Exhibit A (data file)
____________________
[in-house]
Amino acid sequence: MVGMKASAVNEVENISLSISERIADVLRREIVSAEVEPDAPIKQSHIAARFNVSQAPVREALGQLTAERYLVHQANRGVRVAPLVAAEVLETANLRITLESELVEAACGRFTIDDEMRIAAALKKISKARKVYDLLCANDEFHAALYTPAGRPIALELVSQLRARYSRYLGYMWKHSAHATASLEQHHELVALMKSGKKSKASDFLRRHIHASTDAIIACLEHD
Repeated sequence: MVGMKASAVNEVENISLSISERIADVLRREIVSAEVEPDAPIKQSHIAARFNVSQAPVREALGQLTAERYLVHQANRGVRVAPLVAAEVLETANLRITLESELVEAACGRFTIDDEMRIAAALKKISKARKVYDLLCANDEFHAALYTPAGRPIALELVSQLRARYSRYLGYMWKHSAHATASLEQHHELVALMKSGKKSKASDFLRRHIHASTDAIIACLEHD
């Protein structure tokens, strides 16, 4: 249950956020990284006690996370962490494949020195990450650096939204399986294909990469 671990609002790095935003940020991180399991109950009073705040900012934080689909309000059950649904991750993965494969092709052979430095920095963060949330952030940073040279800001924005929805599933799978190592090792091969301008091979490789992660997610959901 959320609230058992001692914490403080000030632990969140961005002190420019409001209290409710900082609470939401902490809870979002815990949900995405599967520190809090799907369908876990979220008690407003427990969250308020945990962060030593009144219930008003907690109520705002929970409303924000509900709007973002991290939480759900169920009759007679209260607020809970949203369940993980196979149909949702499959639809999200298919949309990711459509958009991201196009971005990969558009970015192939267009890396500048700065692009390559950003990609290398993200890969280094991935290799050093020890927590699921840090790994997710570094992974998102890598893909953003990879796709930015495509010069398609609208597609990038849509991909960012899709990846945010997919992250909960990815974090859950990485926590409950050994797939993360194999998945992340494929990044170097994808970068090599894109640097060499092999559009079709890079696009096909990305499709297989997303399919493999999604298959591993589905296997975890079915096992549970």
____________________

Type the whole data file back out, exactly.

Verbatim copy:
[in-house]
Amino acid sequence: MVGMKASAVNEVENISLSISERIADVLRREIVSAEVEPDAPIKQSHIAARFNVSQAPVREALGQLTAERYLVHQANRGVRVAPLVAAEVLETANLRITLESELVEAACGRFTIDDEMRIAAALKKISKARKVYDLLCANDEFHAALYTPAGRPIALELVSQLRARYSRYLGYMWKHSAHATASLEQHHELVALMKSGKKSKASDFLRRHIHASTDAIIACLEHD
Repeated sequence: MVGMKASAVNEVENISLSISERIADVLRREIVSAEVEPDAPIKQSHIAARFNVSQAPVREALGQLTAERYLVHQANRGVRVAPLVAAEVLETANLRITLESELVEAACGRFTIDDEMRIAAALKKISKARKVYDLLCANDEFHAALYTPAGRPIALELVSQLRARYSRYLGYMWKHSAHATASLEQHHELVALMKSGKKSKASDFLRRHIHASTDAIIACLEHD
């Protein structure tokens, strides 16, 4: 249950956020990284006690996370962490494949020195990450650096939204399986294909990469 671990609002790095935003940020991180399991109950009073705040900012934080689909309000059950649904991750993965494969092709052979430095920095963060949330952030940073040279800001924005929805599933799978190592090792091969301008091979490789992660997610959901 959320609230058992001692914490403080000030632990969140961005002190420019409001209290409710900082609470939401902490809870979002815990949900995405599967520190809090799907369908876990979220008690407003427990969250308020945990962060030593009144219930008003907690109520705002929970409303924000509900709007973002991290939480759900169920009759007679209260607020809970949203369940993980196979149909949702499959639809999200298919949309990711459509958009991201196009971005990969558009970015192939267009890396500048700065692009390559950003990609290398993200890969280094991935290799050093020890927590699921840090790994997710570094992974998102890598893909953003990879796709930015495509010069398609609208597609990038849509991909960012899709990846945010997919992250909960990815974090859950990485926590409950050994797939993360194999998945992340494929990044170097994808970068090599894109640097060499092999559009079709890079696009096909990305499709297989997303399919493999999604298959591993589905296997975890079915096992549970």